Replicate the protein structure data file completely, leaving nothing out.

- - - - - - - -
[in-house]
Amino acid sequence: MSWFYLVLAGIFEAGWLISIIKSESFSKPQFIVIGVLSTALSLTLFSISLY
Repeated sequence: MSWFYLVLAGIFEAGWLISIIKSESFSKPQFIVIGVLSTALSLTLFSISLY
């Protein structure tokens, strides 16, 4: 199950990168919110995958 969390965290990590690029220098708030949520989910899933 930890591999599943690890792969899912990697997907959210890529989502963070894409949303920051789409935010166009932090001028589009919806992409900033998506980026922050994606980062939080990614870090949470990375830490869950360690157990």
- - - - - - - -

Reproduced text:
[in-house]
Amino acid sequence: MSWFYLVLAGIFEAGWLISIIKSESFSKPQFIVIGVLSTALSLTLFSISLY
Repeated sequence: MSWFYLVLAGIFEAGWLISIIKSESFSKPQFIVIGVLSTALSLTLFSISLY
């Protein structure tokens, strides 16, 4: 199950990168919110995958 969390965290990590690029220098708030949520989910899933 930890591999599943690890792969899912990697997907959210890529989502963070894409949303920051789409935010166009932090001028589009919806992409900033998506980026922050994606980062939080990614870090949470990375830490869950360690157990």